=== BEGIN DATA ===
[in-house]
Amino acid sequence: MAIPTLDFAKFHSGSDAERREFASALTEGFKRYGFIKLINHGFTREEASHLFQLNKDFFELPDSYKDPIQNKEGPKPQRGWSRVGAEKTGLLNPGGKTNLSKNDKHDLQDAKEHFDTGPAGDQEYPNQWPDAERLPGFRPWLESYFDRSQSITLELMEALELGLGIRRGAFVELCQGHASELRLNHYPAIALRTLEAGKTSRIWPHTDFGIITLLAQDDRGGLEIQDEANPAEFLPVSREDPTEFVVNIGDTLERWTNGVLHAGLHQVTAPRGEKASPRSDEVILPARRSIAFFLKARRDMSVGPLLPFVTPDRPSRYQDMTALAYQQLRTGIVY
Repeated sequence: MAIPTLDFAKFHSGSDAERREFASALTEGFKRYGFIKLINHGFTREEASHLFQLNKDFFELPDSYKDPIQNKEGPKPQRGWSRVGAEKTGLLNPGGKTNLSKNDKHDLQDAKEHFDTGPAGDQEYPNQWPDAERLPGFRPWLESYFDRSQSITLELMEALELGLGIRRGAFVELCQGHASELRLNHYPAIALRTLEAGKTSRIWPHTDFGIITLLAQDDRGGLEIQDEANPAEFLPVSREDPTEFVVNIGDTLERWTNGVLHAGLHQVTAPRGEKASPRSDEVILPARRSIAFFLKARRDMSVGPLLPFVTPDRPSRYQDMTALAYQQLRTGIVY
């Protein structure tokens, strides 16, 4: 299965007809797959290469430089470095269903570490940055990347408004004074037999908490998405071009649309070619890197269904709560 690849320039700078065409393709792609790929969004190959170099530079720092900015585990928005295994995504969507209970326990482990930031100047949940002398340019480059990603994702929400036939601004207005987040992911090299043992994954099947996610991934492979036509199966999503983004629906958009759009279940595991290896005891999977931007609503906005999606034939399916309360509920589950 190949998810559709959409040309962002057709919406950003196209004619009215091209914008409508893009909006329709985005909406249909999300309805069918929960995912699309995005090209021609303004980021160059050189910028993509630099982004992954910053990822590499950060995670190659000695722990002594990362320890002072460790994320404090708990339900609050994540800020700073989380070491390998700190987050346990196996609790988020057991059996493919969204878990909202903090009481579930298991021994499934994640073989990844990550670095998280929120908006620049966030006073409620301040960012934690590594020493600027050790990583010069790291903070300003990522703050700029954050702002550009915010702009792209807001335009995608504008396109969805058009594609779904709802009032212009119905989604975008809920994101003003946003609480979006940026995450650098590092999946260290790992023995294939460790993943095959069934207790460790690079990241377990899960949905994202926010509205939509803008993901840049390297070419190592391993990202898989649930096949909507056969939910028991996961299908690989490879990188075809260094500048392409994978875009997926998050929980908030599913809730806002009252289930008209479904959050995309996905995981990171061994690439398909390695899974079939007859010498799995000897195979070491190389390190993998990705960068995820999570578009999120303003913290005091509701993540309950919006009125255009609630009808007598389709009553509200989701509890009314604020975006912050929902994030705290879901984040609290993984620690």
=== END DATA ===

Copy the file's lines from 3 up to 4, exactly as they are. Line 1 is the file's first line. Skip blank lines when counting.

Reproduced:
Repeated sequence: MAIPTLDFAKFHSGSDAERREFASALTEGFKRYGFIKLINHGFTREEASHLFQLNKDFFELPDSYKDPIQNKEGPKPQRGWSRVGAEKTGLLNPGGKTNLSKNDKHDLQDAKEHFDTGPAGDQEYPNQWPDAERLPGFRPWLESYFDRSQSITLELMEALELGLGIRRGAFVELCQGHASELRLNHYPAIALRTLEAGKTSRIWPHTDFGIITLLAQDDRGGLEIQDEANPAEFLPVSREDPTEFVVNIGDTLERWTNGVLHAGLHQVTAPRGEKASPRSDEVILPARRSIAFFLKARRDMSVGPLLPFVTPDRPSRYQDMTALAYQQLRTGIVY
């Protein structure tokens, strides 16, 4: 299965007809797959290469430089470095269903570490940055990347408004004074037999908490998405071009649309070619890197269904709560 690849320039700078065409393709792609790929969004190959170099530079720092900015585990928005295994995504969507209970326990482990930031100047949940002398340019480059990603994702929400036939601004207005987040992911090299043992994954099947996610991934492979036509199966999503983004629906958009759009279940595991290896005891999977931007609503906005999606034939399916309360509920589950 190949998810559709959409040309962002057709919406950003196209004619009215091209914008409508893009909006329709985005909406249909999300309805069918929960995912699309995005090209021609303004980021160059050189910028993509630099982004992954910053990822590499950060995670190659000695722990002594990362320890002072460790994320404090708990339900609050994540800020700073989380070491390998700190987050346990196996609790988020057991059996493919969204878990909202903090009481579930298991021994499934994640073989990844990550670095998280929120908006620049966030006073409620301040960012934690590594020493600027050790990583010069790291903070300003990522703050700029954050702002550009915010702009792209807001335009995608504008396109969805058009594609779904709802009032212009119905989604975008809920994101003003946003609480979006940026995450650098590092999946260290790992023995294939460790993943095959069934207790460790690079990241377990899960949905994202926010509205939509803008993901840049390297070419190592391993990202898989649930096949909507056969939910028991996961299908690989490879990188075809260094500048392409994978875009997926998050929980908030599913809730806002009252289930008209479904959050995309996905995981990171061994690439398909390695899974079939007859010498799995000897195979070491190389390190993998990705960068995820999570578009999120303003913290005091509701993540309950919006009125255009609630009808007598389709009553509200989701509890009314604020975006912050929902994030705290879901984040609290993984620690």